18 Ways to Prevent Your Aquarium From Leaking/Flooding

A leak on an aquarium can cause some serious damage if left unnoticed. By owning an aquarium you are going to get water on the floor at times, but the areas we need to pay attention to are the failures that can dump lots of water.

Having dealt with a few aquarium leaks of clients tanks I can tell you they are not fun and have cost serious amounts of money to clean up. This article has been written to try and bring awareness to the most common areas that can cause a leak or flood in your home.

Siphons, clogged pipes, and overflows and water left running are the biggest aquarium flood culprits. Good system design, foresight, knowledge, and the right products can not only help prevent aquarium leaks and floods but also shut off the water if a leak is detected.

This article talks about the following areas you should look into with your aquarium:

  1. Ways Your Aquarium Could Leak
  2. How to Prevent an Aquarium Leak or Flood
  3. Flood Damage Minimization

How Could An Aquarium Leak & Flood?

There are so many scenarios that can lead to a leak and flood. Many of them are preventable with a little bit of knowledge and foresight. Others, however, are just pure bad luck!

I’ve listed as many ways as I can to try and help bring awareness to you so that you can audit your aquarium system and see if any of these may lead you to wet socks!

1. Burst/Split Hose

PVC flexible hoses can split over time, especially if you have a hose under pressure and it is not designed to be. Warm ambient temperatures will allow the hose material to soften and the pressure can form a bulge and burst. Using braided PVC hose will help prevent this.

Braided Hose Should Be Used On All Return Pumps

2. Failed Connector

Failed connectors and hose tails are another common area for leaks. If you have sideways forces applied to a connector, over time cause it to shear off. Always inspect your connectors regularly and replace if necessary.

3. Detached Hose

Properly secured flexible hoses are paramount. Many people will use plastic hose clips but I have seen these become brittle and fail over time.

Other options are to use Metal hose clamps but these should be used with caution due to leaching metal and toxins into the water. Salt in the atmosphere will also corrode these. I do not advise their use.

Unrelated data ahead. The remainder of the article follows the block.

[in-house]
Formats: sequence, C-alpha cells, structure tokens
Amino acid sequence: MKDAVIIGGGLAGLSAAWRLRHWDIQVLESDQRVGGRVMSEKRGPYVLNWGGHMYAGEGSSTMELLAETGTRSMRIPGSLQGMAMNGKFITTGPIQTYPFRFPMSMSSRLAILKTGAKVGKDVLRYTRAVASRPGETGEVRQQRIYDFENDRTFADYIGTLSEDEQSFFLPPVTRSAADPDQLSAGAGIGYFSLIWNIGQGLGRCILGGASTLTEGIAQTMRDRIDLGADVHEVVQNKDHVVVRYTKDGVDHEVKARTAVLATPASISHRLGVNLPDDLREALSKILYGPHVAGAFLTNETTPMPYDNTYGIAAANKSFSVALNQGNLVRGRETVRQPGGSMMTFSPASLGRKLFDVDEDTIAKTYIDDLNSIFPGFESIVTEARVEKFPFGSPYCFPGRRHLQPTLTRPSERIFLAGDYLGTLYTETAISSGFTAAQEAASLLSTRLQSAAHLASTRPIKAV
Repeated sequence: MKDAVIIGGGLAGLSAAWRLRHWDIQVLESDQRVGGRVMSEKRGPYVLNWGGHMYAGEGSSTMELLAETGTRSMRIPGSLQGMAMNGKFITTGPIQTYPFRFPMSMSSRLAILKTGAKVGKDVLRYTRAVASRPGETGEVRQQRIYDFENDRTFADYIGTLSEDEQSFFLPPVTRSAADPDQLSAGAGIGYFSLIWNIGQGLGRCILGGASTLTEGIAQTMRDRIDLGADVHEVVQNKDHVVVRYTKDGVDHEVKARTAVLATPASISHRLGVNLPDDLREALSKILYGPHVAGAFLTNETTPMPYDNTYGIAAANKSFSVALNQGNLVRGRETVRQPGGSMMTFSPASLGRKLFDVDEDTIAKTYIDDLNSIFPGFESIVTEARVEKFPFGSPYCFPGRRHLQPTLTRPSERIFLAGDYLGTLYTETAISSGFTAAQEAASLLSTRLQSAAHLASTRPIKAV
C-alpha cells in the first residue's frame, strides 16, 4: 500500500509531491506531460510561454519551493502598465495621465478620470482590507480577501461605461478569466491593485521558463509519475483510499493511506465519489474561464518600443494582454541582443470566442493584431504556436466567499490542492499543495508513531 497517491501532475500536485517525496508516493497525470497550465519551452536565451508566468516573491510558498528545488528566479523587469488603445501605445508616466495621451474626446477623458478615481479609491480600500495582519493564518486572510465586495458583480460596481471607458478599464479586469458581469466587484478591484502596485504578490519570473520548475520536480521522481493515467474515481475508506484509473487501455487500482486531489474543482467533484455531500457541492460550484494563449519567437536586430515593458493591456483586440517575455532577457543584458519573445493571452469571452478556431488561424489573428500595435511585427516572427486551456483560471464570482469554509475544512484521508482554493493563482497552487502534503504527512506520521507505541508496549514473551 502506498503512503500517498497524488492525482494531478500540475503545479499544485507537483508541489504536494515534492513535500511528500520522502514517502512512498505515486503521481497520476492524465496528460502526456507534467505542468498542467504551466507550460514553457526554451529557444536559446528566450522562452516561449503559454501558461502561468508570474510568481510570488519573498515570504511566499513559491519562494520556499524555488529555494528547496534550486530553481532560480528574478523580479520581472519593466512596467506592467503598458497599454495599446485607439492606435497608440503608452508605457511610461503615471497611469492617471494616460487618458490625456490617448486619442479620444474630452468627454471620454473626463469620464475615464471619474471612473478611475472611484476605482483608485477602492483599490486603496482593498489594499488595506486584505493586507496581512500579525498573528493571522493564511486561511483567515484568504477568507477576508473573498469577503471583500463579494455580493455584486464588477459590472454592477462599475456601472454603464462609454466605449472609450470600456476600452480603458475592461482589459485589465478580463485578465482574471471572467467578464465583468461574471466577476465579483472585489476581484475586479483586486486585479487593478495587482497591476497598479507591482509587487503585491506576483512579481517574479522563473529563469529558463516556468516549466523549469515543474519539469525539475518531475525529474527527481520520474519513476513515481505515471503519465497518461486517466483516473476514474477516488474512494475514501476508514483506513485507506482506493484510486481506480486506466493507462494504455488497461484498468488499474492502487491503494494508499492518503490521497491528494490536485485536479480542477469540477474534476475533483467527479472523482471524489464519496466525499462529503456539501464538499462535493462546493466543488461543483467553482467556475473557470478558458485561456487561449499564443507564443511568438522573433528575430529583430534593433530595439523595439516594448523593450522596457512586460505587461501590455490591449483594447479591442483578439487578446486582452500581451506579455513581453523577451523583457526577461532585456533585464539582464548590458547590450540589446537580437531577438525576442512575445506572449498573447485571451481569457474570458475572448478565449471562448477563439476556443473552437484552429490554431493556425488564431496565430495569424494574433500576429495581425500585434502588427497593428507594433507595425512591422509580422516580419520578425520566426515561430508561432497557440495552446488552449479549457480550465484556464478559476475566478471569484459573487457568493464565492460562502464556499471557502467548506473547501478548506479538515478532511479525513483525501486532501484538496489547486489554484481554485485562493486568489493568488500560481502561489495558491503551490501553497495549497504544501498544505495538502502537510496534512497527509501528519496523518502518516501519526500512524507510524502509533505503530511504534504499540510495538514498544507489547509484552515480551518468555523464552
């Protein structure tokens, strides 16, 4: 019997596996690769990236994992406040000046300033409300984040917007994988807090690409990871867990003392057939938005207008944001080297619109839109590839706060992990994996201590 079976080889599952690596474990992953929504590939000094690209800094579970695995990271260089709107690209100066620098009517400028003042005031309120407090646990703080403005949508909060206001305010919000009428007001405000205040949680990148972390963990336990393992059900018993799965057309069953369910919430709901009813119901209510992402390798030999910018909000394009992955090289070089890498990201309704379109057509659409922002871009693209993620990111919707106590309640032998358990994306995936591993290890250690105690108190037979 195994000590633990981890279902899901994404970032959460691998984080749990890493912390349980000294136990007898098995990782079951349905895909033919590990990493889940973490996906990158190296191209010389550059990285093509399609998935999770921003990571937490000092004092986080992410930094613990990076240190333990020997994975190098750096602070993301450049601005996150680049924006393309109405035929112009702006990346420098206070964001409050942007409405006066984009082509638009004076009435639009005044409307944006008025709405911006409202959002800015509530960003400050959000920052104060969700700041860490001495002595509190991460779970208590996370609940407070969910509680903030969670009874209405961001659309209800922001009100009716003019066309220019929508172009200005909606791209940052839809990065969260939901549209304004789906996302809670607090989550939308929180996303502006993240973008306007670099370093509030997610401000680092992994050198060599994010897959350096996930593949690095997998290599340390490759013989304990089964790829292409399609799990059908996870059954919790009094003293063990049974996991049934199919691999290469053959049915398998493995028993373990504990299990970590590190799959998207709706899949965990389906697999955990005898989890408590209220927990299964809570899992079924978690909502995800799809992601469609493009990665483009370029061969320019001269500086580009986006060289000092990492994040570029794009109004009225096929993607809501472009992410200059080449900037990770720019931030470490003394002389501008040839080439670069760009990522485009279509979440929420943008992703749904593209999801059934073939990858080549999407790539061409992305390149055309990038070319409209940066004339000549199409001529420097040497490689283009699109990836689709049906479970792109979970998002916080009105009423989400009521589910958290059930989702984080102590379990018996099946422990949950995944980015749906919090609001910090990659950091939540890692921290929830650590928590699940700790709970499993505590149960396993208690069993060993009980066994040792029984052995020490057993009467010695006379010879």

The best method I have found is to use 2 plastic Zip-Ties around each connection. You can really tighten them up with pliers and they are solid forever.

I have never had a hose disconnect using this method.

4. Protein Skimmer Overflow

Protein Skimmers are one of the main filters in a saltwater aquarium but they can overflow from time to time and how you control the overflow is key. If you have an internal skimmer make sure the outside edges of the skimmer cup are within the walls of the sump. This way any water that overflows from the lid, falls into the sump and not over the outside of the sump.

If you have an external skimmer, have a drain hose that drains into the sump, a large collection container or the house drain. Ensure the drain hose can handle a large volume of water if the skimmer really goes nuts.

Have a Waste Collection System that will shut off the skimmer once it gets full, like this one from Reef Octopus:

You can find it Here at AquariumSpecialty.com for around $220.00

5. Blocked Drain

This one almost flooded my home! Every week be sure to check your overflows and drain lines coming from your display tank to your sump. I had Bubble Algae growing in my drain line and it was restricting flow.

I was lucky, I saw my water level was really high in my display tank when I was feeding my fish in the evening. If I had gone to bed I would have flooded.
A return pump supplying more water to your aquarium than can drain away will flood every time!

6. Siphon